And a fashion note: ladies, if you're going to prance around wearing heels higher than 3 1/2", you need to practice extensively so that you look natural and feminine. (Random aside: all power to The Manolo!) When I see an otherwise stunning woman wearing 4 1/2" stilettos and walking like a 13-year old with her first set of skyscrapers, it ruins the vision. Plus it cuts down on the amount of Boogie-Down she can throw on the dance floor. So ladies, if you insist on heels, channel your inner SJP and work it until it looks like you're not working at all.

(And don't get me started on Whatever Happened To Hosiery?)


UPDATE: I'm being negligent, I didn't go after the men! Gentlemen: I don't care that it is the Great Southwest in high summer, you wear a jacket to a wedding unless it's on the beach, and even then, a smart blue blazer or white linen jacket wouldn't kill you. You don't have to wear it at all times, but at least keep it handy. (They invented seersucker for a reason in this part of the world.) Also, a shoe shine wouldn't kill you now and again. If a shine stand is nowhere to be found, a bit of mild hand soap will get off the dirt from leather, and you grab a small dab of moisturizer from your wife/girlfriend/SO (or from the hotel goody bag) and work it in and give it a quick buff. Works wonders.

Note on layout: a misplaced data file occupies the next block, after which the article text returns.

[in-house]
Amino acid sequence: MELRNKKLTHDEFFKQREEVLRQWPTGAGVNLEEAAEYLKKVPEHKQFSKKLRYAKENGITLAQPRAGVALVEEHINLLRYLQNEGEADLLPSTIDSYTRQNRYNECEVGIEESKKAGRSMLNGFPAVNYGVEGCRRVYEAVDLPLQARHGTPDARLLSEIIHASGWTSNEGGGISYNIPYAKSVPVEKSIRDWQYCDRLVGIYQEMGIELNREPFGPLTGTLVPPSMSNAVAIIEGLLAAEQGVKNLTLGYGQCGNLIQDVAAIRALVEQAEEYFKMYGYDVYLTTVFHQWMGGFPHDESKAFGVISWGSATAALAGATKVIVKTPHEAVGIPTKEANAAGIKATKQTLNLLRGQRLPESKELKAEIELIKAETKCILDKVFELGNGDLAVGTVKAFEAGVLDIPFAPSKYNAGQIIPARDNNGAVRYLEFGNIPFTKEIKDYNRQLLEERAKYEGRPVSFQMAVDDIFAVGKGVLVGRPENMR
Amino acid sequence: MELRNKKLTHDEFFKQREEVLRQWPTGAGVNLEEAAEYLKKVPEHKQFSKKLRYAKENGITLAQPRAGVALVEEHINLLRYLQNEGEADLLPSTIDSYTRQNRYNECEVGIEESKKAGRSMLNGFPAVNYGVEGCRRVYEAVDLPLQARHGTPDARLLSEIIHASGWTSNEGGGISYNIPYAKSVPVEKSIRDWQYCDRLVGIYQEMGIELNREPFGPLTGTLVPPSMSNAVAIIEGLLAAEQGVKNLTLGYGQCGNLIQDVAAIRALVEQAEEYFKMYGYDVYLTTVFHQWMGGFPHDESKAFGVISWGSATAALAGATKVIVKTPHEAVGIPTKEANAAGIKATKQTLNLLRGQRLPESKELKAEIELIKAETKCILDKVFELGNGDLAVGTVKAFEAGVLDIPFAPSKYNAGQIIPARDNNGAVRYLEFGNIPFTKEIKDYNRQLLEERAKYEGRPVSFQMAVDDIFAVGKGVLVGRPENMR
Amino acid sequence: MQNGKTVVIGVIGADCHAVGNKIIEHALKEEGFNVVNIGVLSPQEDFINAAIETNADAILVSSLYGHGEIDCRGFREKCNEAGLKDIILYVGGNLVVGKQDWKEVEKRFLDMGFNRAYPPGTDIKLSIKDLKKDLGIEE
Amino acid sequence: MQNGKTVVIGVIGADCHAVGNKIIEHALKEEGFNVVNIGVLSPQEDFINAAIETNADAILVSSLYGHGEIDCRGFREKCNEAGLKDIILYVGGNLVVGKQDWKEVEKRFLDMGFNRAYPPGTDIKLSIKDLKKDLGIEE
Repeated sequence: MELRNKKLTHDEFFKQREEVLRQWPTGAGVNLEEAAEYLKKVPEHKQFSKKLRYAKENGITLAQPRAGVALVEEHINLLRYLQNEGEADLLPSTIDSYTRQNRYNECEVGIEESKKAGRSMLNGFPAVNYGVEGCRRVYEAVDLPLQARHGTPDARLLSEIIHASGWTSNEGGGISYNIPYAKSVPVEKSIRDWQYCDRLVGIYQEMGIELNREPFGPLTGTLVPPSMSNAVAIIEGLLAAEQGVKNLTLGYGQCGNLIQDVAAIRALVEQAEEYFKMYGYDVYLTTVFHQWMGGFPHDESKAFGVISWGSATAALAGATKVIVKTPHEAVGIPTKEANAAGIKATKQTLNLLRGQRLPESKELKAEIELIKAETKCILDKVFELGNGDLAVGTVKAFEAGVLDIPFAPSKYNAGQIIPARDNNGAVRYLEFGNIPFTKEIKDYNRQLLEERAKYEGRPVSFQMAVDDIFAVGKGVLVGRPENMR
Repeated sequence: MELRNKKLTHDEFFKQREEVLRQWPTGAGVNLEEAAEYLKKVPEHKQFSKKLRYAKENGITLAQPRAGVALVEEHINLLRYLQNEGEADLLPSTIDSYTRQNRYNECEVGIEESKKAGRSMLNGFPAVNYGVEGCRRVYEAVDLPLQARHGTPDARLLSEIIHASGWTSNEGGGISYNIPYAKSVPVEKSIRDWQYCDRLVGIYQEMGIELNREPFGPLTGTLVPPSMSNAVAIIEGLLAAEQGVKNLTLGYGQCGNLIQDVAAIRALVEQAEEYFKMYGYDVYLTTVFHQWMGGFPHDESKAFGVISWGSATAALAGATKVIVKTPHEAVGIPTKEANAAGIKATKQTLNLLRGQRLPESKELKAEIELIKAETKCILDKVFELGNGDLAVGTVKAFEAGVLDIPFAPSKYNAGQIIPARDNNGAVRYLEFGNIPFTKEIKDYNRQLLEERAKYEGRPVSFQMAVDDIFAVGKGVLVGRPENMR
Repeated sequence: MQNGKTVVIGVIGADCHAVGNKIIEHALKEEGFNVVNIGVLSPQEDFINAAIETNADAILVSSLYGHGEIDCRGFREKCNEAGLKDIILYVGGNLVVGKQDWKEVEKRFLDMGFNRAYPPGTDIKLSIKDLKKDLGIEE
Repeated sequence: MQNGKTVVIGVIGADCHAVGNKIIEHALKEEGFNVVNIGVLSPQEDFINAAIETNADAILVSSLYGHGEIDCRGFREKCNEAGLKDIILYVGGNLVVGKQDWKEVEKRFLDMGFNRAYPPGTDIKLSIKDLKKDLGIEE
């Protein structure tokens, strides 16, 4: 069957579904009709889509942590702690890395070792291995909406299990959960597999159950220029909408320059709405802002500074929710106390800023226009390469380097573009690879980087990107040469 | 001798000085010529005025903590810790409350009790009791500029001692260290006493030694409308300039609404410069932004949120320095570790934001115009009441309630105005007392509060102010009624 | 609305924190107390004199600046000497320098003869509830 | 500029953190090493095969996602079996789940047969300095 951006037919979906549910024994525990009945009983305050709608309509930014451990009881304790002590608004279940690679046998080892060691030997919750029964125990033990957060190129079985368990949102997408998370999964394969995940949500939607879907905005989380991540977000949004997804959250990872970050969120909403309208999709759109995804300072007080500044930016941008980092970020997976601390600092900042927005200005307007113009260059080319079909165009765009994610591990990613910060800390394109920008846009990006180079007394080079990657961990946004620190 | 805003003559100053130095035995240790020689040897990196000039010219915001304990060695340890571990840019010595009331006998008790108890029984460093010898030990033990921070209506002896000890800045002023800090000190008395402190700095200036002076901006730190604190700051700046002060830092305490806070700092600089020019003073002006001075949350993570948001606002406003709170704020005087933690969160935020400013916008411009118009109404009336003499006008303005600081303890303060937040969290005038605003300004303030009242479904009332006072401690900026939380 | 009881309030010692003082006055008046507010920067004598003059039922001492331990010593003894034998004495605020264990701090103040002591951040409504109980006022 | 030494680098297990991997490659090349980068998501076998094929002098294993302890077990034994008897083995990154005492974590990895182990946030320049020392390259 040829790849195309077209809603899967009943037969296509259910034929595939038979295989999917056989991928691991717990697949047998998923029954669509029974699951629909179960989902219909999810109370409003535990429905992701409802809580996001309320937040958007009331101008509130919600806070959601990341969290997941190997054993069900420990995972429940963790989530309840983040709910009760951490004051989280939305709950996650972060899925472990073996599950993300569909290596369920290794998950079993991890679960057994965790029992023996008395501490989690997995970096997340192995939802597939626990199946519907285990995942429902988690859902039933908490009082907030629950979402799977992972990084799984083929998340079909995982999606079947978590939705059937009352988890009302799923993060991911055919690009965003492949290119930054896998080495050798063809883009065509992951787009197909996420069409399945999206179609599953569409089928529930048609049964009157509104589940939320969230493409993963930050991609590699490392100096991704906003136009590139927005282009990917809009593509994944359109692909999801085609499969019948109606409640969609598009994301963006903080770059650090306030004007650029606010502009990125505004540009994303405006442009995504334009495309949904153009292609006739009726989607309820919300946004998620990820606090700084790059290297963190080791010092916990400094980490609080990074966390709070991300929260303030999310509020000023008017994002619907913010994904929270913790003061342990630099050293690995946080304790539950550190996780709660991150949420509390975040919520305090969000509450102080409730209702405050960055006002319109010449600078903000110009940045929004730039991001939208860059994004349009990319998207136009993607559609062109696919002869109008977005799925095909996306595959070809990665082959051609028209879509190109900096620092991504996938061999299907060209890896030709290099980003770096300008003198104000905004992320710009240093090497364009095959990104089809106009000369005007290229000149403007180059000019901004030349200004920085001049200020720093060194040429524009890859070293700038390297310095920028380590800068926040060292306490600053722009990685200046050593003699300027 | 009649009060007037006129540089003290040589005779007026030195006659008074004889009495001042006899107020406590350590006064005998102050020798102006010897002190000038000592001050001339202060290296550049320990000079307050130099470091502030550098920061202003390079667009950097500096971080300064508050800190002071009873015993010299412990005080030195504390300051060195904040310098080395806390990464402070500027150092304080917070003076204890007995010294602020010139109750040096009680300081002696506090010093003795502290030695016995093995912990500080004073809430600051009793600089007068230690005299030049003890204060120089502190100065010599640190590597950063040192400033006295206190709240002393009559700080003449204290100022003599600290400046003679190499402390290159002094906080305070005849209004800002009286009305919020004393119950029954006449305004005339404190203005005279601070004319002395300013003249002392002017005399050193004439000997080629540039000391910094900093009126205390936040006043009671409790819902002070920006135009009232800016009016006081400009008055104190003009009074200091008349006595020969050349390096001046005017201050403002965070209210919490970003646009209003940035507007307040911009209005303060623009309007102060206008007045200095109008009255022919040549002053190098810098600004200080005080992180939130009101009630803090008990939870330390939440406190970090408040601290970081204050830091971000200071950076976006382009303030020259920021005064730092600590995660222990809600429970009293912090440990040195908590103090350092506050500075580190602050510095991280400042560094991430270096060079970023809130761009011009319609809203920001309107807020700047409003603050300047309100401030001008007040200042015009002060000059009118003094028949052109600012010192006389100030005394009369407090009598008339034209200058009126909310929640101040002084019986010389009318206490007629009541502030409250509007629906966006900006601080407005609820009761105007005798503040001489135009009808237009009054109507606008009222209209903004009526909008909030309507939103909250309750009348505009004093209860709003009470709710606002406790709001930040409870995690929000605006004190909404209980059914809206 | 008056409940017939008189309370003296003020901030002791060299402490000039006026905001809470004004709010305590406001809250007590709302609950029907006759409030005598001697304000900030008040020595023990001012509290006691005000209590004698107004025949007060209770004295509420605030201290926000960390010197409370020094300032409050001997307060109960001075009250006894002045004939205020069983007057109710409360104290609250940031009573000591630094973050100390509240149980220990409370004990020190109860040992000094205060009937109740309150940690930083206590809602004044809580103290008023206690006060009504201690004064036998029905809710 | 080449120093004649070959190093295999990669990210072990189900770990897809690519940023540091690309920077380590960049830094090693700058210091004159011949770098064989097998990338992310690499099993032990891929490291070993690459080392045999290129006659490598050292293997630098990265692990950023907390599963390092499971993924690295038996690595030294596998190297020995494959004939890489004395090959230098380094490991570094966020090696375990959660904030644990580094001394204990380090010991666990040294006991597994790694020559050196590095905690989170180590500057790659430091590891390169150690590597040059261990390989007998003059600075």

Wednesday, June 4, 2008

" Why I am an anti-intellectual" --and so am I!

PrawfsBlawg: Why I am an anti-intellectual:

Being anti-intellectual is not the same as being anti-intellect. My beef is with a particular social class -- the "intelligentsia" -- and not with the practice of using one's intellect to reflect on experience. In my experience, intellectuals (as a class) are ideologically intolerant, easily offended by ordinary humor, and pretentious in their prejudices, which they disguise as universal truths

It takes the convoluted abstractions of a Carl Schmitt or a Heidegger to offer apologetics for Hitler; a Sartre, to temporize about Stalin; a Foucault, to defend Khomeini. In this respect, I stand with George Orwell who spent the 1930s and 1940s denouncing the obscurity of intellectuals' prose as a cloak for tyranny (and, incidentally, who was also accused of being an anti-intellectual). Intellectuals spray polysyllables like squid ink, to evade the democratic decencies of conversation. I'd like not to be one of their number.
Amen, and amen. I remember being forced to read Hayden White's Metahistory in a graduate seminar. Garbage garbage garbage. What the hell ever happened to wie es eigentlicht gewesen ist ?!? Just because the Germans lost two world wars, we jettison von Ranke and instead pick up Deridda and Foucault?!?!?

I guess my problem was that I read Orwell in 9th grade (1984 and one of my all-time favorites, Animal Farm) and not only understood but also took it to heart. When the pigs begin rearranging the language, look out for the dogs. (Call me Benjamin...)